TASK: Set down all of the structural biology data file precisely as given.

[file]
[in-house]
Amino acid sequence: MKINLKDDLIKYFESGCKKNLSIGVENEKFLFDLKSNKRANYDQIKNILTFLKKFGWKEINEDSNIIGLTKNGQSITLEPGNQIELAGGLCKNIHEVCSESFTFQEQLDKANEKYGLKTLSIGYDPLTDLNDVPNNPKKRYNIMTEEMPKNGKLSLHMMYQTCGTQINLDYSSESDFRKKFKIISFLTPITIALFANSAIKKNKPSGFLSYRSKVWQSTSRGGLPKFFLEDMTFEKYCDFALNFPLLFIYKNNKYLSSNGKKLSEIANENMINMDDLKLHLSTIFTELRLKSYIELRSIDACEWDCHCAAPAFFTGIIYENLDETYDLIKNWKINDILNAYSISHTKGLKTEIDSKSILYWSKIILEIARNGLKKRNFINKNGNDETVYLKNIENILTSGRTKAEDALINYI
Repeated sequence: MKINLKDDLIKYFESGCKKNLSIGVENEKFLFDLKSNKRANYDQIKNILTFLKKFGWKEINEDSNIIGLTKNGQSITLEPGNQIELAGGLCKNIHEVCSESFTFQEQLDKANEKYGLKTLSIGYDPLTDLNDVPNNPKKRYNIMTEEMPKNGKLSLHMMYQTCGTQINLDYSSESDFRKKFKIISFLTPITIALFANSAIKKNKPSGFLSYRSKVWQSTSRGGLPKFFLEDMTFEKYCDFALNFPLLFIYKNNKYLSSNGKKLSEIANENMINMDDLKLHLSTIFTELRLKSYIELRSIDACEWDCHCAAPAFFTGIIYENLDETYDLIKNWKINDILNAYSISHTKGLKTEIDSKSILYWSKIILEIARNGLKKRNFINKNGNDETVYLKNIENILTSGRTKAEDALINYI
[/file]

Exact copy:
[in-house]
Amino acid sequence: MKINLKDDLIKYFESGCKKNLSIGVENEKFLFDLKSNKRANYDQIKNILTFLKKFGWKEINEDSNIIGLTKNGQSITLEPGNQIELAGGLCKNIHEVCSESFTFQEQLDKANEKYGLKTLSIGYDPLTDLNDVPNNPKKRYNIMTEEMPKNGKLSLHMMYQTCGTQINLDYSSESDFRKKFKIISFLTPITIALFANSAIKKNKPSGFLSYRSKVWQSTSRGGLPKFFLEDMTFEKYCDFALNFPLLFIYKNNKYLSSNGKKLSEIANENMINMDDLKLHLSTIFTELRLKSYIELRSIDACEWDCHCAAPAFFTGIIYENLDETYDLIKNWKINDILNAYSISHTKGLKTEIDSKSILYWSKIILEIARNGLKKRNFINKNGNDETVYLKNIENILTSGRTKAEDALINYI
Repeated sequence: MKINLKDDLIKYFESGCKKNLSIGVENEKFLFDLKSNKRANYDQIKNILTFLKKFGWKEINEDSNIIGLTKNGQSITLEPGNQIELAGGLCKNIHEVCSESFTFQEQLDKANEKYGLKTLSIGYDPLTDLNDVPNNPKKRYNIMTEEMPKNGKLSLHMMYQTCGTQINLDYSSESDFRKKFKIISFLTPITIALFANSAIKKNKPSGFLSYRSKVWQSTSRGGLPKFFLEDMTFEKYCDFALNFPLLFIYKNNKYLSSNGKKLSEIANENMINMDDLKLHLSTIFTELRLKSYIELRSIDACEWDCHCAAPAFFTGIIYENLDETYDLIKNWKINDILNAYSISHTKGLKTEIDSKSILYWSKIILEIARNGLKKRNFINKNGNDETVYLKNIENILTSGRTKAEDALINYI